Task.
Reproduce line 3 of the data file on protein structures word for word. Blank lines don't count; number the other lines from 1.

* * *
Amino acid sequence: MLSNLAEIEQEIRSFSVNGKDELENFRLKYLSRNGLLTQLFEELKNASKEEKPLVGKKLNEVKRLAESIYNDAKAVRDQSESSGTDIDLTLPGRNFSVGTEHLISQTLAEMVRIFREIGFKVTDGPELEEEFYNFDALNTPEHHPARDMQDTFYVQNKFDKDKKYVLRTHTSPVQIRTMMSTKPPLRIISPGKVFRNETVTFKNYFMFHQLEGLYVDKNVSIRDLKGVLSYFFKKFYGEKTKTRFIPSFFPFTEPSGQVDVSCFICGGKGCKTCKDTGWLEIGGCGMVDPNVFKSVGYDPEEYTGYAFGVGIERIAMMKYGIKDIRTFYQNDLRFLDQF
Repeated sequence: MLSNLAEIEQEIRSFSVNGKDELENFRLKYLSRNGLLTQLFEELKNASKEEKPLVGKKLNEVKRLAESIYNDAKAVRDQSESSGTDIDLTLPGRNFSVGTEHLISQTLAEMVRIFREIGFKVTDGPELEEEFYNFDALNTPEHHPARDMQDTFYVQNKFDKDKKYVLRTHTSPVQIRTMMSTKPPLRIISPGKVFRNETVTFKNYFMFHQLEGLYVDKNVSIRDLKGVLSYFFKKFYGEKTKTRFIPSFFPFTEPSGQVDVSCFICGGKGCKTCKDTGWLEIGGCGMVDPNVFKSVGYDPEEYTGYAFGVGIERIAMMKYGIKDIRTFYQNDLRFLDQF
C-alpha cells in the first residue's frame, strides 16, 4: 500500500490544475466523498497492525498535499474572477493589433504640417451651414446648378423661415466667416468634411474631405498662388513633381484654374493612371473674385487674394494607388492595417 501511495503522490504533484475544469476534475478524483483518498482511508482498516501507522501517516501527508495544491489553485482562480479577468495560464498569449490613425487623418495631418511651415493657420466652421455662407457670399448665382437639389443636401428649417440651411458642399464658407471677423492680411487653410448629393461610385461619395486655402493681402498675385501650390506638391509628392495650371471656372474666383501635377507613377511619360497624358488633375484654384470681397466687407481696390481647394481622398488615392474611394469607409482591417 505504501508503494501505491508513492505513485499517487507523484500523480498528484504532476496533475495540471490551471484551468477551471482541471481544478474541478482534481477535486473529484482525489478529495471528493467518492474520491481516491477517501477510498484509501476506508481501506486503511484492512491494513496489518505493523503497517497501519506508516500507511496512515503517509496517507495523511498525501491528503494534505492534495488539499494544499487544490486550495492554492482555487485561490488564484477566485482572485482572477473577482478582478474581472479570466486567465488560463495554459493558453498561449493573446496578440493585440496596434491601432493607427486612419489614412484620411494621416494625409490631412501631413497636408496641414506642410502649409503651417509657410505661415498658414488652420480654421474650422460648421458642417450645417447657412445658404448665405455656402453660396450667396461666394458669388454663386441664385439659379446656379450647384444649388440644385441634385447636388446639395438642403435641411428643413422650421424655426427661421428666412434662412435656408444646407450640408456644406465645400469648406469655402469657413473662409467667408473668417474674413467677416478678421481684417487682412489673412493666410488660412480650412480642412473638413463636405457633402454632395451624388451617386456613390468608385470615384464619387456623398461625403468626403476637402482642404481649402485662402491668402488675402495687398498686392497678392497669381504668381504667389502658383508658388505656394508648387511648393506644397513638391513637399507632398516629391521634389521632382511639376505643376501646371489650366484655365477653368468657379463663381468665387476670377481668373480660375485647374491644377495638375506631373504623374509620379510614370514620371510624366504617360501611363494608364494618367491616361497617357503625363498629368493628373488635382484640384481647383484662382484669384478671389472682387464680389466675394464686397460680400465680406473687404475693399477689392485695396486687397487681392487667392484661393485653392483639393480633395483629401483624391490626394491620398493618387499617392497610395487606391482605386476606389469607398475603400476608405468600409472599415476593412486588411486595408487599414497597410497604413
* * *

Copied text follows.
C-alpha cells in the first residue's frame, strides 16, 4: 500500500490544475466523498497492525498535499474572477493589433504640417451651414446648378423661415466667416468634411474631405498662388513633381484654374493612371473674385487674394494607388492595417 501511495503522490504533484475544469476534475478524483483518498482511508482498516501507522501517516501527508495544491489553485482562480479577468495560464498569449490613425487623418495631418511651415493657420466652421455662407457670399448665382437639389443636401428649417440651411458642399464658407471677423492680411487653410448629393461610385461619395486655402493681402498675385501650390506638391509628392495650371471656372474666383501635377507613377511619360497624358488633375484654384470681397466687407481696390481647394481622398488615392474611394469607409482591417 505504501508503494501505491508513492505513485499517487507523484500523480498528484504532476496533475495540471490551471484551468477551471482541471481544478474541478482534481477535486473529484482525489478529495471528493467518492474520491481516491477517501477510498484509501476506508481501506486503511484492512491494513496489518505493523503497517497501519506508516500507511496512515503517509496517507495523511498525501491528503494534505492534495488539499494544499487544490486550495492554492482555487485561490488564484477566485482572485482572477473577482478582478474581472479570466486567465488560463495554459493558453498561449493573446496578440493585440496596434491601432493607427486612419489614412484620411494621416494625409490631412501631413497636408496641414506642410502649409503651417509657410505661415498658414488652420480654421474650422460648421458642417450645417447657412445658404448665405455656402453660396450667396461666394458669388454663386441664385439659379446656379450647384444649388440644385441634385447636388446639395438642403435641411428643413422650421424655426427661421428666412434662412435656408444646407450640408456644406465645400469648406469655402469657413473662409467667408473668417474674413467677416478678421481684417487682412489673412493666410488660412480650412480642412473638413463636405457633402454632395451624388451617386456613390468608385470615384464619387456623398461625403468626403476637402482642404481649402485662402491668402488675402495687398498686392497678392497669381504668381504667389502658383508658388505656394508648387511648393506644397513638391513637399507632398516629391521634389521632382511639376505643376501646371489650366484655365477653368468657379463663381468665387476670377481668373480660375485647374491644377495638375506631373504623374509620379510614370514620371510624366504617360501611363494608364494618367491616361497617357503625363498629368493628373488635382484640384481647383484662382484669384478671389472682387464680389466675394464686397460680400465680406473687404475693399477689392485695396486687397487681392487667392484661393485653392483639393480633395483629401483624391490626394491620398493618387499617392497610395487606391482605386476606389469607398475603400476608405468600409472599415476593412486588411486595408487599414497597410497604413